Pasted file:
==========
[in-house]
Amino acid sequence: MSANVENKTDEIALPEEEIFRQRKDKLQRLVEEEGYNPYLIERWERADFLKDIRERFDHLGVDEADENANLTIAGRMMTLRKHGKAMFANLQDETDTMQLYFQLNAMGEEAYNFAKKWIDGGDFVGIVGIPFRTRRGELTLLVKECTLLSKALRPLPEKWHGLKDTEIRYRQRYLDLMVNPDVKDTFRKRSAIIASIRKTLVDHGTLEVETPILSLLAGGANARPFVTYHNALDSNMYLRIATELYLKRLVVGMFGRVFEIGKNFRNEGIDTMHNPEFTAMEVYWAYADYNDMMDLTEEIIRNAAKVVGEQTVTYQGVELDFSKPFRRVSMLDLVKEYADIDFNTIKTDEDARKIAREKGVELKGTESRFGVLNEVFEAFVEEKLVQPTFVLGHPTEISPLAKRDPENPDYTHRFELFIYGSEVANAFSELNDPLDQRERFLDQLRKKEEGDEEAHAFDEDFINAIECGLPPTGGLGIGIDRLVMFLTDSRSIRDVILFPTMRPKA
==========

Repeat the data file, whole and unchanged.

[in-house]
Amino acid sequence: MSANVENKTDEIALPEEEIFRQRKDKLQRLVEEEGYNPYLIERWERADFLKDIRERFDHLGVDEADENANLTIAGRMMTLRKHGKAMFANLQDETDTMQLYFQLNAMGEEAYNFAKKWIDGGDFVGIVGIPFRTRRGELTLLVKECTLLSKALRPLPEKWHGLKDTEIRYRQRYLDLMVNPDVKDTFRKRSAIIASIRKTLVDHGTLEVETPILSLLAGGANARPFVTYHNALDSNMYLRIATELYLKRLVVGMFGRVFEIGKNFRNEGIDTMHNPEFTAMEVYWAYADYNDMMDLTEEIIRNAAKVVGEQTVTYQGVELDFSKPFRRVSMLDLVKEYADIDFNTIKTDEDARKIAREKGVELKGTESRFGVLNEVFEAFVEEKLVQPTFVLGHPTEISPLAKRDPENPDYTHRFELFIYGSEVANAFSELNDPLDQRERFLDQLRKKEEGDEEAHAFDEDFINAIECGLPPTGGLGIGIDRLVMFLTDSRSIRDVILFPTMRPKA